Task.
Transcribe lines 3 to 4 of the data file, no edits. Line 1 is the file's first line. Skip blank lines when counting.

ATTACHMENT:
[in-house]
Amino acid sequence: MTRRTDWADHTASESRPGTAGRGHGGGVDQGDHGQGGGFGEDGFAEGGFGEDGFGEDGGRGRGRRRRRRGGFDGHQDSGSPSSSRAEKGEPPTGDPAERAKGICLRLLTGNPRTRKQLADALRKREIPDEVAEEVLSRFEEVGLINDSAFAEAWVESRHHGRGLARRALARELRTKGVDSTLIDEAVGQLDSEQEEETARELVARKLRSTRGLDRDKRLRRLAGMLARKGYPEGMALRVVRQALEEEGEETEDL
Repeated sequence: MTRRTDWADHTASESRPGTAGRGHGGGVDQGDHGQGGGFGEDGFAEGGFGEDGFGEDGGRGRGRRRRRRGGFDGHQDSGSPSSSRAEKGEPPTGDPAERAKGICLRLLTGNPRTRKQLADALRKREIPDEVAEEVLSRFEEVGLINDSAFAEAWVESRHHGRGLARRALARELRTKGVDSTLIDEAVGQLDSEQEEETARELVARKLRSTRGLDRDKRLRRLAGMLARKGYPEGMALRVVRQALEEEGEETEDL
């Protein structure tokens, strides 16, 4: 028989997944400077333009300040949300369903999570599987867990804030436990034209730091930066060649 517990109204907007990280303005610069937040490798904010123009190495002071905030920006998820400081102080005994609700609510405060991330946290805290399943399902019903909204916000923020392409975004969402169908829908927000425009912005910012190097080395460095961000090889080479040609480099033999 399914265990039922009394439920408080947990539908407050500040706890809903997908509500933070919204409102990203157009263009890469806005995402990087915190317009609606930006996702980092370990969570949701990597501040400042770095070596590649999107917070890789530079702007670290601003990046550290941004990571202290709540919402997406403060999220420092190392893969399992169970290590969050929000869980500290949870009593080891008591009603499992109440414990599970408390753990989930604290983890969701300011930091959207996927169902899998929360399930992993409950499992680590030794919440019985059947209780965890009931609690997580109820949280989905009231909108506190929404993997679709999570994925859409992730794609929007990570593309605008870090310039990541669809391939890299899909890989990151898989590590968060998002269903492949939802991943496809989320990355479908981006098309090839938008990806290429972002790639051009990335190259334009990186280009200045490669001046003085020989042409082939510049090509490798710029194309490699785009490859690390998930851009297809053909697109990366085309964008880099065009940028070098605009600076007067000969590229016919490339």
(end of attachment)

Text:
Repeated sequence: MTRRTDWADHTASESRPGTAGRGHGGGVDQGDHGQGGGFGEDGFAEGGFGEDGFGEDGGRGRGRRRRRRGGFDGHQDSGSPSSSRAEKGEPPTGDPAERAKGICLRLLTGNPRTRKQLADALRKREIPDEVAEEVLSRFEEVGLINDSAFAEAWVESRHHGRGLARRALARELRTKGVDSTLIDEAVGQLDSEQEEETARELVARKLRSTRGLDRDKRLRRLAGMLARKGYPEGMALRVVRQALEEEGEETEDL
């Protein structure tokens, strides 16, 4: 028989997944400077333009300040949300369903999570599987867990804030436990034209730091930066060649 517990109204907007990280303005610069937040490798904010123009190495002071905030920006998820400081102080005994609700609510405060991330946290805290399943399902019903909204916000923020392409975004969402169908829908927000425009912005910012190097080395460095961000090889080479040609480099033999 399914265990039922009394439920408080947990539908407050500040706890809903997908509500933070919204409102990203157009263009890469806005995402990087915190317009609606930006996702980092370990969570949701990597501040400042770095070596590649999107917070890789530079702007670290601003990046550290941004990571202290709540919402997406403060999220420092190392893969399992169970290590969050929000869980500290949870009593080891008591009603499992109440414990599970408390753990989930604290983890969701300011930091959207996927169902899998929360399930992993409950499992680590030794919440019985059947209780965890009931609690997580109820949280989905009231909108506190929404993997679709999570994925859409992730794609929007990570593309605008870090310039990541669809391939890299899909890989990151898989590590968060998002269903492949939802991943496809989320990355479908981006098309090839938008990806290429972002790639051009990335190259334009990186280009200045490669001046003085020989042409082939510049090509490798710029194309490699785009490859690390998930851009297809053909697109990366085309964008880099065009940028070098605009600076007067000969590229016919490339």